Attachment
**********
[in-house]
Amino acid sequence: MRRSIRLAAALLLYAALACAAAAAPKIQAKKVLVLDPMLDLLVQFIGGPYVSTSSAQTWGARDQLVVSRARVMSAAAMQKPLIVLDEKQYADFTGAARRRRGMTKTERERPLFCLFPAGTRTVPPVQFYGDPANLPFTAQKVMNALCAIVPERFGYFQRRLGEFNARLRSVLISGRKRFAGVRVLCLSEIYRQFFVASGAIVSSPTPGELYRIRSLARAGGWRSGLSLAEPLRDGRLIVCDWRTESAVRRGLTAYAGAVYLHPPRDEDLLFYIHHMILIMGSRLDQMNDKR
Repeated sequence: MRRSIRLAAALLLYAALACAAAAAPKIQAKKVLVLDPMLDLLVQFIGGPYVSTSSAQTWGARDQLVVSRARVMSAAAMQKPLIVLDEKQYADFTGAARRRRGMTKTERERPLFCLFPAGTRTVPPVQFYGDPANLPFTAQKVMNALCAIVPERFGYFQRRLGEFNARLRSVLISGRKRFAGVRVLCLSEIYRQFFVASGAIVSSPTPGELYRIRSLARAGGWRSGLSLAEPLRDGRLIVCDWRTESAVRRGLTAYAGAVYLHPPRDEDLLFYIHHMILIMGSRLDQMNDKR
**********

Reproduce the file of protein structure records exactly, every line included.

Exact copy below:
[in-house]
Amino acid sequence: MRRSIRLAAALLLYAALACAAAAAPKIQAKKVLVLDPMLDLLVQFIGGPYVSTSSAQTWGARDQLVVSRARVMSAAAMQKPLIVLDEKQYADFTGAARRRRGMTKTERERPLFCLFPAGTRTVPPVQFYGDPANLPFTAQKVMNALCAIVPERFGYFQRRLGEFNARLRSVLISGRKRFAGVRVLCLSEIYRQFFVASGAIVSSPTPGELYRIRSLARAGGWRSGLSLAEPLRDGRLIVCDWRTESAVRRGLTAYAGAVYLHPPRDEDLLFYIHHMILIMGSRLDQMNDKR
Repeated sequence: MRRSIRLAAALLLYAALACAAAAAPKIQAKKVLVLDPMLDLLVQFIGGPYVSTSSAQTWGARDQLVVSRARVMSAAAMQKPLIVLDEKQYADFTGAARRRRGMTKTERERPLFCLFPAGTRTVPPVQFYGDPANLPFTAQKVMNALCAIVPERFGYFQRRLGEFNARLRSVLISGRKRFAGVRVLCLSEIYRQFFVASGAIVSSPTPGELYRIRSLARAGGWRSGLSLAEPLRDGRLIVCDWRTESAVRRGLTAYAGAVYLHPPRDEDLLFYIHHMILIMGSRLDQMNDKR